FTX’s one-time law firm denies awareness of fraud, moves to dismiss lawsuit FTX’s one-time law firm denies awareness of fraud, moves to dismiss lawsuit

FTX’s one-time law firm denies awareness of fraud, moves to dismiss lawsuit

Fenwick & West said it only provided routine services to SBF's crypto exchange.

FTX’s one-time law firm denies awareness of fraud, moves to dismiss lawsuit

Cover art/illustration via CryptoSlate. Image includes combined content which may include AI-generated content.

A law firm that once provided services to FTX defended itself and attempted to dismiss a class action suit through a legal filing on Sept. 22.

The relevant lawsuit began in August. There, customers attempted to argue that Fenwick & West was in part liable for alleged fraudulent activity at FTX.

In its current filing, Fenwick defended itself on various grounds. It argued that plaintiffs failed to allege that Fenwick acted outside of the scope of representation.

Furthermore, Fenwick said that plaintiffs failed to show that Fenwick knew about or directly assisted FTX’s fraud, and failed to show that or that Fenwick participated in a Racketeer Influenced and Corrupt Organizations (RICO) enterprise.

Each of those points is essential to customers’ legal claims. Accordingly, Fenwick aims to have the class action suit dismissed through its latest legal filing.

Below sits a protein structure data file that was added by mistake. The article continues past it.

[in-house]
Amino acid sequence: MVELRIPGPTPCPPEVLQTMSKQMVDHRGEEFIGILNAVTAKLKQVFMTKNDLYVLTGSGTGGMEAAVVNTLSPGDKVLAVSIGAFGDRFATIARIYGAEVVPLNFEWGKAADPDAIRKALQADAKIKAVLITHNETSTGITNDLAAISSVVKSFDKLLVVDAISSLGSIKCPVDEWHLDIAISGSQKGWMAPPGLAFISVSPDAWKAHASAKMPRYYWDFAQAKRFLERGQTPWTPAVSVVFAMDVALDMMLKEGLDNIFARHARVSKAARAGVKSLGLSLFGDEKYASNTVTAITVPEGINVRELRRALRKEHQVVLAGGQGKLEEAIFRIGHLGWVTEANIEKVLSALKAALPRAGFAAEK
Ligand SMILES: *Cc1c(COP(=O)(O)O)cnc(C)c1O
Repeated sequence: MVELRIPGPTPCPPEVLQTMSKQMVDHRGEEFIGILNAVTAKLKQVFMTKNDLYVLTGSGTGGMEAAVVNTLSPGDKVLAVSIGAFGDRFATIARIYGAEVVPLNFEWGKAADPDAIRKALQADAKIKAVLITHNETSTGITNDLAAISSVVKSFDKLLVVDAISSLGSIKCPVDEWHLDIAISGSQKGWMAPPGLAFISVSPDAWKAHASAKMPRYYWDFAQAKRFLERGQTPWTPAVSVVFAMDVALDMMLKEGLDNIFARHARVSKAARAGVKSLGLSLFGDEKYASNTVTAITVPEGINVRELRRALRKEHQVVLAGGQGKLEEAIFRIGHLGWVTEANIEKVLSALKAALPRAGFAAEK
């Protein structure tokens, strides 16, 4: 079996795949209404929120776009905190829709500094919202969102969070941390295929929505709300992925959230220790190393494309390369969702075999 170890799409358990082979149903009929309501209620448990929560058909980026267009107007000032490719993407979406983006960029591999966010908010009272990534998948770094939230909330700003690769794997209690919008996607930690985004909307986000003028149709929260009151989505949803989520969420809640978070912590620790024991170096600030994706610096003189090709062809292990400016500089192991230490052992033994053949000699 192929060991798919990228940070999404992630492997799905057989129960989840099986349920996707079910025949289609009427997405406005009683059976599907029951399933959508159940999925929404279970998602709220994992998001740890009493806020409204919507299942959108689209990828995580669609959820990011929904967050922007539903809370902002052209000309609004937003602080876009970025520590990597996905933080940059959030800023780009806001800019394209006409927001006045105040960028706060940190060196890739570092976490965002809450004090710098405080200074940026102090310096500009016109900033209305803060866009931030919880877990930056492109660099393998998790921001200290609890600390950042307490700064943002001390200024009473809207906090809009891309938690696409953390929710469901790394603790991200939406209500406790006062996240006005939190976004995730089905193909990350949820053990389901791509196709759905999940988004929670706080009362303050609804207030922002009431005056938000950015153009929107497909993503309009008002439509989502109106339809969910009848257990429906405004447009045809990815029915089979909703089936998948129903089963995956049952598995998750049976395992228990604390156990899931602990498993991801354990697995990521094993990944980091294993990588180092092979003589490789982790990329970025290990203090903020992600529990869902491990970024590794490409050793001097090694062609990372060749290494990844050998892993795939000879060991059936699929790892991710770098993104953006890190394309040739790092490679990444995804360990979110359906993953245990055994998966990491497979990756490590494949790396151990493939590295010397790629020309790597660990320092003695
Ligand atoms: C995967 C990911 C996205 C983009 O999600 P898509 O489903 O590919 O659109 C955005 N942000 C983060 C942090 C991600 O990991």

Latest filing discusses finer points

Fenwick also addressed other points. The law firm noted that plaintiffs did not argue that it “orchestrated” FTX’s fraud. Instead, plaintiffs repeatedly affirmed in their claim that former FTX CEO Sam Bankman-Fried was responsible for that fraud.

Fenwick asserted that it represented only FTX, not Bankman-Fried or any other company insider. It went on to note that it was just one of many law firms that represented FTX and otherwise described its services as “routine” throughout its filing.

The law firm also responded to allegations that it provided certain services that went “well beyond” the services that law firms typically provide. Fenwick said that those controversial services involved employing lawyers who freely left Fenwick to join FTX, creating companies through which Bankman-Fried later committed fraud, and advising FTX on regulatory compliance as related to cryptocurrency trading.

Fenwick noted that the plaintiffs do not claim that those services were wrong or legally actionable in their own right. Instead, it said that the plaintiffs argued that Fenwick is liable because it provided legal services while it knew of FTX’s fraud.

Fenwick added that plaintiffs based certain arguments on inferences about the law firm’s monitoring and diligence policies, combined with the fact that two Fenwick employees — Daniel Friedberg and Can Sun — left the law firm to work with FTX. To that end, customers in their original lawsuit drew attention to a 2021 email in which Friedberg acknowledged cash-sharing between FTX and its sister firm Alameda Research.

As with various other points, Fenwick denied that the existence of this email plausibly shows that it was aware of alleged wrongdoing at FTX.

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